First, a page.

S and A arrived home safely last night, and I got to weed through close to 100 photos.  S brought little treats for us–a deer antler for JR (found in the front yard at the farm) and a sample of wool for M and I (he was kind enough to clean it up a bit).  I must say, it was surprisingly smelly.  Not nearly as bad as a goat, but not incredibly pleasant either.  I’ve never noticed the smell of a sheep before.  Ya learn something new every day!  So, since the kids are napping, I will try to tell the story of how this came to be, along with some photos of the week….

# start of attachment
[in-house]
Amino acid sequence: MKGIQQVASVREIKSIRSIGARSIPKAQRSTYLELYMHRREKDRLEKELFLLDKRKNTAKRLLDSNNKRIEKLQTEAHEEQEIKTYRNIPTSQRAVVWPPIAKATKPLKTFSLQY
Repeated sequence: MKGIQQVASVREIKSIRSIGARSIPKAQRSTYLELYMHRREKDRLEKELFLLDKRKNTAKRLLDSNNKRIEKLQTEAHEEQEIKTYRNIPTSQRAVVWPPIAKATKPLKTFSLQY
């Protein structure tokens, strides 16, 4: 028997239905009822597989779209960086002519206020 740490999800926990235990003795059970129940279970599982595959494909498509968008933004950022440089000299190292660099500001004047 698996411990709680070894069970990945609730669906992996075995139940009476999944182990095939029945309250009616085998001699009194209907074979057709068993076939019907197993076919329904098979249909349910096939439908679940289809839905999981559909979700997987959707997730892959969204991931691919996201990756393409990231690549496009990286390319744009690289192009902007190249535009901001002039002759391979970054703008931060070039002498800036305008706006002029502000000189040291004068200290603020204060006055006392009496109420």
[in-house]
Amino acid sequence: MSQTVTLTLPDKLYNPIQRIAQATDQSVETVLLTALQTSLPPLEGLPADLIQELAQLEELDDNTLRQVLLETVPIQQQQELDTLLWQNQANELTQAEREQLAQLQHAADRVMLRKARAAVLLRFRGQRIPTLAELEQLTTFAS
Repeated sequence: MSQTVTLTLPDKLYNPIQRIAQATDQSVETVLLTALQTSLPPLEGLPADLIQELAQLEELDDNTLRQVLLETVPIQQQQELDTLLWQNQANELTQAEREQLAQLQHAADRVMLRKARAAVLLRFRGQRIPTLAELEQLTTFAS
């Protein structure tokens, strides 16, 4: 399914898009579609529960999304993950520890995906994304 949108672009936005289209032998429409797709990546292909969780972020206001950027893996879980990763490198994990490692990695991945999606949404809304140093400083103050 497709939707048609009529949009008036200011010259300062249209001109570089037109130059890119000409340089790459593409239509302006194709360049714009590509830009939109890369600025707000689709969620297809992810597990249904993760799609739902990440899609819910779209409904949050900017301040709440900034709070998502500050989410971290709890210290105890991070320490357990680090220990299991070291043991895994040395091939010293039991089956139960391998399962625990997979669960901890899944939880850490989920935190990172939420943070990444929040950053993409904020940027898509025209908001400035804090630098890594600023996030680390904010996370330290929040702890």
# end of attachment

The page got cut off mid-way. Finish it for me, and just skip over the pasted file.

S was planning to take a trip back to the farm last week, and, as usual, he had told his mom to compile a list of what she needed done around there.  Over the next few weeks, as the grass began to grow, she discussed more and more about how difficult it was to keep the grass at a manageable height that would prevent the weeds from seeding and taking over that field.  She was thinking how wonderful it would be to have something grazing out there, but needed something low maintenance.  I don’t know the details, but apparently, one of the ladies she worked with had a daughter looking to cull some of her herd since it had gotten too large.  She would let S’s mom have them for a steal of a deal!  S’s mom got very excited at the idea, and began talking to us about it.  All I knew about sheep was that they had to be sheared every year, and since I knew nothing about them, I had to start researching.  We had not considered them for the farm, as we didn’t realize their potential uses.  So I spent the next few weeks researching and learning.  The more I learned, the more in love with the idea I fell.  You can milk them, they eat a lot of the clover and weeds that other livestock often leave behind, and this particular breed is very hardy and thrives on simple pasture grazing.  S was game, and decided that having our own wool supply would only help us be more self-sufficient.  So, having already decided on how we were going to fence (we were going to do the same thing for goats in the future), I just had to find the supplier.  I placed my orders, had several discussions with the current owner about what we wanted and what she had available, and then S and A left to get started.